Feds sue local pain management clinics, owner

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GREENVILLE, S.C. (WSPA) – The federal government is suing local pain management clinics and their owner accusing them of defrauding taxpayers of tens of millions of dollars and providing kickbacks for referrals. 

In a civil lawsuit filed Friday, federal attorneys accuse South Carolina chiropractor Daniel McCollum of “design[ing] and execut[ing] a series of elaborate and extensive fraud schemes to maximize profits at his pain clinics and UDT [urine drug testing] laboratories at the expense of both patients and federal health care programs.”

McCollum owns local pain management clinics Pain Management Associates (PMA), its parent company, Oaktree Medical Centre, and laboratory Labsource, which are also defendants in the suit. 

McCollum referred to his PMA clinics in Easley and Sklyn, S.C. as “pill mills,” according to the suit.

A spokesperson for Pain Management Associates issued the following statement on the federal complaint:

“Pain Management Associates provides passionate, professional, and personal pain management to patients in North and South Carolina who depend on our board-certified physicians for their pain management needs. While loyally serving our more than 200,000 patients at our 11 clinics across the Carolinas, Pain Management Associates is reviewing inquiries from the Department of Justice and will fully respond to all legal filings in the appropriate manner and forum. Pain Management Associates has faced some recent business challenges prompting us to initiate an internal billing audit and corporate restructuring plan. It is our goal to be fully compliant with all regulations governing our industry.”

7News’ calls for comment from Labsource and Daniel McCollum were not immediately returned. 

One of the largest schemes mentioned in the 115-page suit centers around doctors at PMA being paid based on the amount of urine drug tests they referred to labs.

McCollum owns both the clinics and the labs. U.S. attorneys argue this arrangement breaks the law because it incentivizes medical professionals to provide treatments that might not be medically necessary.

The suit alleges that McCollum and his businesses billed federal health care programs for steroid injections and opioid prescriptions “that were not medically necessary or were without a legitimate purpose.”

Local attorney David Rothstein represents three former PMA employees who became whistleblowers.

Rothstein previously told 7News the alleged scheme incentivizes doctors to prescribe opioids. Doctors frequently drug test patients on opioids to make sure they are not abusing their medication.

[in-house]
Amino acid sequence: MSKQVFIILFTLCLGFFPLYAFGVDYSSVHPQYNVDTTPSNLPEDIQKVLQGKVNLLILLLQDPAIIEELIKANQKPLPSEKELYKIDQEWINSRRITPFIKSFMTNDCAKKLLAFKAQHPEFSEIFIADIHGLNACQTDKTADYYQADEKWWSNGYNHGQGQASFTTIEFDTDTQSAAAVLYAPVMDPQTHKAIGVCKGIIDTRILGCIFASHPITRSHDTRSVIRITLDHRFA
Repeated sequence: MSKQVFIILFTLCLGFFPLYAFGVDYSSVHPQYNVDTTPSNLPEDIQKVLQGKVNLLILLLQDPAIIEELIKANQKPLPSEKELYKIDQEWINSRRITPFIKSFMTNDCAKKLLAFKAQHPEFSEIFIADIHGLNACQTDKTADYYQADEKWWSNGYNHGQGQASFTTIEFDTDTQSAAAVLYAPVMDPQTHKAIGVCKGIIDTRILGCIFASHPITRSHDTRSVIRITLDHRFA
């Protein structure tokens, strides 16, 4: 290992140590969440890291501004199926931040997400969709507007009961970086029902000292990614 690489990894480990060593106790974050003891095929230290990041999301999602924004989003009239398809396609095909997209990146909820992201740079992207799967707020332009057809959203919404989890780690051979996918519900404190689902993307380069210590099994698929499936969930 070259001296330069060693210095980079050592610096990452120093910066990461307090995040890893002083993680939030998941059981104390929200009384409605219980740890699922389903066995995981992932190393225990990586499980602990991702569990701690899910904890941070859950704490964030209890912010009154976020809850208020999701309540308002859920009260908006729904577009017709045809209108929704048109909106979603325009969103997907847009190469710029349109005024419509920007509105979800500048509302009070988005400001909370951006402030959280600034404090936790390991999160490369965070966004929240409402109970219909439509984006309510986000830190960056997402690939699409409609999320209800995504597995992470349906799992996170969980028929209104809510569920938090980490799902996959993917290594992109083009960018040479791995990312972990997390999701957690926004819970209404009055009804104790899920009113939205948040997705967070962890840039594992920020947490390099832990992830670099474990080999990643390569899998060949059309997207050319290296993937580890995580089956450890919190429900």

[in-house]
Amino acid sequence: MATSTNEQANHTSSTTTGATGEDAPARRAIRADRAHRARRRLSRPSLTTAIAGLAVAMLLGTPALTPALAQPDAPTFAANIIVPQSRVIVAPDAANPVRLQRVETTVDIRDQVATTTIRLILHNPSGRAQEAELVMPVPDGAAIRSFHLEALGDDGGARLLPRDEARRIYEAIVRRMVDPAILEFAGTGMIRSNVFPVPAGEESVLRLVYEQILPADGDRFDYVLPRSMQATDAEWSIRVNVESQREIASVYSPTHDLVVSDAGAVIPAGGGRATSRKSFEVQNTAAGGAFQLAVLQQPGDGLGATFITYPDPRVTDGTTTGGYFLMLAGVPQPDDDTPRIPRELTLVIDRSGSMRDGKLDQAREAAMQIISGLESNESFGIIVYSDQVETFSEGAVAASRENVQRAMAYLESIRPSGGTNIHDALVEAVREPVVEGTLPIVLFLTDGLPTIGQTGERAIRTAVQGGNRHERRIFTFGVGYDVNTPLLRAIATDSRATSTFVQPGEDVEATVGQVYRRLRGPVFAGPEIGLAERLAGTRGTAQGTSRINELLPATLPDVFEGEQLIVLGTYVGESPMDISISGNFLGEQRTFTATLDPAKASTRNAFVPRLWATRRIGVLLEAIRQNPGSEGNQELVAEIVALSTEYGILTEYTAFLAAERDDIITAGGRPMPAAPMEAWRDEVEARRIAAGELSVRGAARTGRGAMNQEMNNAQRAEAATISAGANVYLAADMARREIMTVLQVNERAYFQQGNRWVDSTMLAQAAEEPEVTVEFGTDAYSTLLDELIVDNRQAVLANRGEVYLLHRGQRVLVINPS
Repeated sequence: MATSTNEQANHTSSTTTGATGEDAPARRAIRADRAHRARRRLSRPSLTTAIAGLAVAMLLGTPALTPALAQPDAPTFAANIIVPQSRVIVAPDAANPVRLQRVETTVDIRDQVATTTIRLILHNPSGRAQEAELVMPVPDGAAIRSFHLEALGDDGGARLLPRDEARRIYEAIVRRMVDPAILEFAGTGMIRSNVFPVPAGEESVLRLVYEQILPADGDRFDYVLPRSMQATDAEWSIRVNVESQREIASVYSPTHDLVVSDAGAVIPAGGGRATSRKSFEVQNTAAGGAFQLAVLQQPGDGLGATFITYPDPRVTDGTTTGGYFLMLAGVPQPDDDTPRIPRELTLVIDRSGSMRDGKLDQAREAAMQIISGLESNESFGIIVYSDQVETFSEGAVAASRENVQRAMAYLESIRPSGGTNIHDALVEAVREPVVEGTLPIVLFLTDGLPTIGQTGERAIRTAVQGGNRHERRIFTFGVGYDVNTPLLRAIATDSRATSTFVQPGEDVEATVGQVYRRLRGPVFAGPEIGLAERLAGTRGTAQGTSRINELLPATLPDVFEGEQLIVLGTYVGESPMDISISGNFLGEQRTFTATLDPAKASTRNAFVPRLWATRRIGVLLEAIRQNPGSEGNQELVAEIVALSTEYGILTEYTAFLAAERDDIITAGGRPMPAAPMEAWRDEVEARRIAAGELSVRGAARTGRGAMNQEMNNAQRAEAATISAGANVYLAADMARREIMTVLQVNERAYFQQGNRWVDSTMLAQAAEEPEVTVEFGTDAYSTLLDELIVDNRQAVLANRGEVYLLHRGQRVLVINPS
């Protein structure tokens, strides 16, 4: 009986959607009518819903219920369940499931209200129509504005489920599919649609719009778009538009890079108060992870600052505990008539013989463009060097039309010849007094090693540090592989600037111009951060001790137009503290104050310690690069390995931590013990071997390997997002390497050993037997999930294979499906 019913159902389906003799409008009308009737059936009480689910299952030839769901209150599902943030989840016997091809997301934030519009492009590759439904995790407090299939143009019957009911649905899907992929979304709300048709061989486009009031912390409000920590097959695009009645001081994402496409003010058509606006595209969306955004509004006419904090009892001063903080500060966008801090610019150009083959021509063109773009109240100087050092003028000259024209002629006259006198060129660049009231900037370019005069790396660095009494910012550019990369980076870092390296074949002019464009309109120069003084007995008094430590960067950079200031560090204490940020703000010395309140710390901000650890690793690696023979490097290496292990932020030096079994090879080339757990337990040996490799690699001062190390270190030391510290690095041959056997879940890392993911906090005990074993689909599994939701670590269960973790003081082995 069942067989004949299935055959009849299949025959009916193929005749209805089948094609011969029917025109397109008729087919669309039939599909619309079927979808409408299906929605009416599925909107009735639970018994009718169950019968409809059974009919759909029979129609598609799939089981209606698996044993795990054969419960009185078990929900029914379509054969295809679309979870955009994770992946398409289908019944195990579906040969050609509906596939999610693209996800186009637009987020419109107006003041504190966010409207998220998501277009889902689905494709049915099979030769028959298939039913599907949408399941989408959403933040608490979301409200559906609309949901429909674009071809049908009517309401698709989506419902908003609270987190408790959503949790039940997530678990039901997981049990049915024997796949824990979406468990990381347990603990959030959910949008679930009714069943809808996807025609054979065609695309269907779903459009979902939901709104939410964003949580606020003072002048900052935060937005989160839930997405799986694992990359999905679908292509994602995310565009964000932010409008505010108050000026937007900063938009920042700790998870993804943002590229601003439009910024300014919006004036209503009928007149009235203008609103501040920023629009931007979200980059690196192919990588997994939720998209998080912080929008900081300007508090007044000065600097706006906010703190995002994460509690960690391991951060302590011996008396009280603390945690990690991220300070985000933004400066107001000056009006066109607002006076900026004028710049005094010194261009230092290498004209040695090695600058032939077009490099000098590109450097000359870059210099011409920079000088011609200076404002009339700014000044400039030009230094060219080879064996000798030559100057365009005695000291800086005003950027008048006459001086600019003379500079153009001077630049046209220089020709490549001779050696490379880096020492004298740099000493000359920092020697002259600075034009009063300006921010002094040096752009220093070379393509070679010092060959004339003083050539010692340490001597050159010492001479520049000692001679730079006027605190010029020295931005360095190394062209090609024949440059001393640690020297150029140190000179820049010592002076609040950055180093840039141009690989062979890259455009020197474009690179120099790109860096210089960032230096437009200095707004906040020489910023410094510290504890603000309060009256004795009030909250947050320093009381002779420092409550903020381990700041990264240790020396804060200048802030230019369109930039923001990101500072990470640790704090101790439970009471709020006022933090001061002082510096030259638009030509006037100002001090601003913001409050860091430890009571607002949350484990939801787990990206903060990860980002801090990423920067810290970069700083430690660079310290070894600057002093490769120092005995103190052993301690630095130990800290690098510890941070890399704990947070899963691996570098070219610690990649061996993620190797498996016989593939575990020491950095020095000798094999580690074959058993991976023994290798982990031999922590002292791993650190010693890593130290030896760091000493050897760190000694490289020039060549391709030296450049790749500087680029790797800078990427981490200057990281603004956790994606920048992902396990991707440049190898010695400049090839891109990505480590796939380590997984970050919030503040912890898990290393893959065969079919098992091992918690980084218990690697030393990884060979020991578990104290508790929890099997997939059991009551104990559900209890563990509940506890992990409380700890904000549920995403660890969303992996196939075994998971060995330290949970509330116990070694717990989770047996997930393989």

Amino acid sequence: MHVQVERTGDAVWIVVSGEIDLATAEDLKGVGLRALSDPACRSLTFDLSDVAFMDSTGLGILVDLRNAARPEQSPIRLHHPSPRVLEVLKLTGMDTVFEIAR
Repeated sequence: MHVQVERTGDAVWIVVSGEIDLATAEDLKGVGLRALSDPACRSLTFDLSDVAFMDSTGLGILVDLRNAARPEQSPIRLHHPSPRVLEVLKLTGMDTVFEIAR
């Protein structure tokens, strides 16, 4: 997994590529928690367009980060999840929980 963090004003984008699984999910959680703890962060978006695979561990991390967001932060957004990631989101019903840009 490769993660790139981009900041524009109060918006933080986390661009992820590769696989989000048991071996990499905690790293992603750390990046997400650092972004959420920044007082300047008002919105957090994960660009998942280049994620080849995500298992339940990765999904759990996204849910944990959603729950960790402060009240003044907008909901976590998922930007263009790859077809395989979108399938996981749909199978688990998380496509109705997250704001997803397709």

According to the lawsuit, PMA’s arrangement is illegal because doctors’ pay, and McCollum’s profits, were tied to the volume of their drug testing referrals. 

7News previously reported on the existence of this case.

The suit filed Friday provides new details about the alleged schemes. It says the actions of McCollum and his companies resulted in tens of millions of dollars in false claims to federal healthcare programs. False claims were  submitted to Medicare, Medicaid, and the TRICARE program from 2011 to 2018, according to the filing.

U.S. attorneys argue the defendants knew their schemes were “improper.” Medicare and Medicaid suspended payments to Oaktree for billing taxpayers for medically unnecessary treatments, and then, documents allege, “McCollum simply transitioned his fraudulent schemes to…other entities that he owned and operated.”

The suit also names more than a dozen healthcare professionals, although McCollum is the only person listed as a defendant. 

One of the doctors mentioned in the suit is Dr. Dwight Jacobus, who was recently arrested on 29 warrants for illegally prescribing Xanax, Hydrocodone, and Oxycodone and other drugs. 

The suit says Jacobus was the medical director of Pain Management Associates, and like other doctors there, was able to earn bonuses based off referrals for urine drug testing to McCollum’s laboratories. It alleges he made nearly $750,000 in bonuses and nearly 9,000 referrals from 2012 through 2016. Jacobus’ referrals resulted in nearly $2.5 million in Medicare payments.

Labsource is also accused of paying kickbacks to at least 179 providers across the country to gain their business.

U.S. attorneys are demanding a jury trial and seeking damages and civil penalties. A spokesperson for the U.S. attorneys did not immediately respond to a message seeking comment.

Copyright 2019 Nexstar Broadcasting, Inc. All rights reserved. This material may not be published, broadcast, rewritten, or redistributed.

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